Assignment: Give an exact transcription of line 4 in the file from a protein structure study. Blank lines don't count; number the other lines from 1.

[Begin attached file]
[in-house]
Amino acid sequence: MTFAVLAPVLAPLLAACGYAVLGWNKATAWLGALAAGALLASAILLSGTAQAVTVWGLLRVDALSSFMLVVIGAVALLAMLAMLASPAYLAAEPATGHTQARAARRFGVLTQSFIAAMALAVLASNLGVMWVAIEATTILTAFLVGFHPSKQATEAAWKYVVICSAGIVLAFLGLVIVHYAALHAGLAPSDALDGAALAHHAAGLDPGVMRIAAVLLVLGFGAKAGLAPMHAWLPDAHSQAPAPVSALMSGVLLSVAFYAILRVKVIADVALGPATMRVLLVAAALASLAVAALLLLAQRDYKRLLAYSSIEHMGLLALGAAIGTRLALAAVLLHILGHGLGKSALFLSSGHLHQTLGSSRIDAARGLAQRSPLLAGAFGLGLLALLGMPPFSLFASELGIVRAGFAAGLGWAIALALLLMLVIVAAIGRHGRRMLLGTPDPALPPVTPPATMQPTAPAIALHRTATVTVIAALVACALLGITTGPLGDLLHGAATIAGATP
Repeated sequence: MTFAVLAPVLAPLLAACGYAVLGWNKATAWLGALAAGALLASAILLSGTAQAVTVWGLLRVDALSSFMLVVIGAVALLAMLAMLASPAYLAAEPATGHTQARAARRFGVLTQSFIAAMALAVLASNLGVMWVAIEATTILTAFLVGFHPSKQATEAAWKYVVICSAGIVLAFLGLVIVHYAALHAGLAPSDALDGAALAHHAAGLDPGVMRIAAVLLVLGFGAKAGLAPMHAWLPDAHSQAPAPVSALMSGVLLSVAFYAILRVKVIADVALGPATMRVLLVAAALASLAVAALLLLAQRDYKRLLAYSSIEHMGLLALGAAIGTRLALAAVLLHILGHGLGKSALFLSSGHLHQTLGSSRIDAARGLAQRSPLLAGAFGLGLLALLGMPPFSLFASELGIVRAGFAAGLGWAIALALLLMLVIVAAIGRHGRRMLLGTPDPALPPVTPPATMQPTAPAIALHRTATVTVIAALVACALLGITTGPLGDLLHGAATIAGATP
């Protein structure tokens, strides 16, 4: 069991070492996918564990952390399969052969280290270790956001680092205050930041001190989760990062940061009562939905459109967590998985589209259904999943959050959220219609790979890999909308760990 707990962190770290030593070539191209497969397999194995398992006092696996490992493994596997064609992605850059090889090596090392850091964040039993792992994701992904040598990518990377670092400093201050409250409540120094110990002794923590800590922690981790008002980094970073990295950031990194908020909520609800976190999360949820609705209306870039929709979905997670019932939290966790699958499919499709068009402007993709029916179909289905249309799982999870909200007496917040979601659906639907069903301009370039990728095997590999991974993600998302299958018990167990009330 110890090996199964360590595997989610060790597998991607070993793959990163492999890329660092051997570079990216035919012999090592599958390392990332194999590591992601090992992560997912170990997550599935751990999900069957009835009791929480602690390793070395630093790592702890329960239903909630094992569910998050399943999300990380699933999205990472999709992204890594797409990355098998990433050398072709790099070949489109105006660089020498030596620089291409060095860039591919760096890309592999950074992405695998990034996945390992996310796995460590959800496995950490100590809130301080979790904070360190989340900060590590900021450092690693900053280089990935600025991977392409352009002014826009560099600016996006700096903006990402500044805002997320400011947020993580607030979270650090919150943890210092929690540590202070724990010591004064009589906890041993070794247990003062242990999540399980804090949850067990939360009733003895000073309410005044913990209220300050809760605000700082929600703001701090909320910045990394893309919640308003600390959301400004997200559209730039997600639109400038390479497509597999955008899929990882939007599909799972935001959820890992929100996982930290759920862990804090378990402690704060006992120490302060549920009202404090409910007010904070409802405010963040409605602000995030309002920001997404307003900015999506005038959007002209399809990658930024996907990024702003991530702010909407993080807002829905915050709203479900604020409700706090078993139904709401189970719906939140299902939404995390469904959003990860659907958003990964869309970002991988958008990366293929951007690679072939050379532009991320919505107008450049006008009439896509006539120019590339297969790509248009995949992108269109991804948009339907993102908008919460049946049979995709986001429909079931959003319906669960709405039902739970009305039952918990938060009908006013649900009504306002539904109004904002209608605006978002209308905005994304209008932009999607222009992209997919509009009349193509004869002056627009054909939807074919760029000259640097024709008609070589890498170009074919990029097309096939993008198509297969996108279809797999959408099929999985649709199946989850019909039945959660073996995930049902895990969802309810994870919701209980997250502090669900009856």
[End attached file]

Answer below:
């Protein structure tokens, strides 16, 4: 069991070492996918564990952390399969052969280290270790956001680092205050930041001190989760990062940061009562939905459109967590998985589209259904999943959050959220219609790979890999909308760990 707990962190770290030593070539191209497969397999194995398992006092696996490992493994596997064609992605850059090889090596090392850091964040039993792992994701992904040598990518990377670092400093201050409250409540120094110990002794923590800590922690981790008002980094970073990295950031990194908020909520609800976190999360949820609705209306870039929709979905997670019932939290966790699958499919499709068009402007993709029916179909289905249309799982999870909200007496917040979601659906639907069903301009370039990728095997590999991974993600998302299958018990167990009330 110890090996199964360590595997989610060790597998991607070993793959990163492999890329660092051997570079990216035919012999090592599958390392990332194999590591992601090992992560997912170990997550599935751990999900069957009835009791929480602690390793070395630093790592702890329960239903909630094992569910998050399943999300990380699933999205990472999709992204890594797409990355098998990433050398072709790099070949489109105006660089020498030596620089291409060095860039591919760096890309592999950074992405695998990034996945390992996310796995460590959800496995950490100590809130301080979790904070360190989340900060590590900021450092690693900053280089990935600025991977392409352009002014826009560099600016996006700096903006990402500044805002997320400011947020993580607030979270650090919150943890210092929690540590202070724990010591004064009589906890041993070794247990003062242990999540399980804090949850067990939360009733003895000073309410005044913990209220300050809760605000700082929600703001701090909320910045990394893309919640308003600390959301400004997200559209730039997600639109400038390479497509597999955008899929990882939007599909799972935001959820890992929100996982930290759920862990804090378990402690704060006992120490302060549920009202404090409910007010904070409802405010963040409605602000995030309002920001997404307003900015999506005038959007002209399809990658930024996907990024702003991530702010909407993080807002829905915050709203479900604020409700706090078993139904709401189970719906939140299902939404995390469904959003990860659907958003990964869309970002991988958008990366293929951007690679072939050379532009991320919505107008450049006008009439896509006539120019590339297969790509248009995949992108269109991804948009339907993102908008919460049946049979995709986001429909079931959003319906669960709405039902739970009305039952918990938060009908006013649900009504306002539904109004904002209608605006978002209308905005994304209008932009999607222009992209997919509009009349193509004869002056627009054909939807074919760029000259640097024709008609070589890498170009074919990029097309096939993008198509297969996108279809797999959408099929999985649709199946989850019909039945959660073996995930049902895990969802309810994870919701209980997250502090669900009856």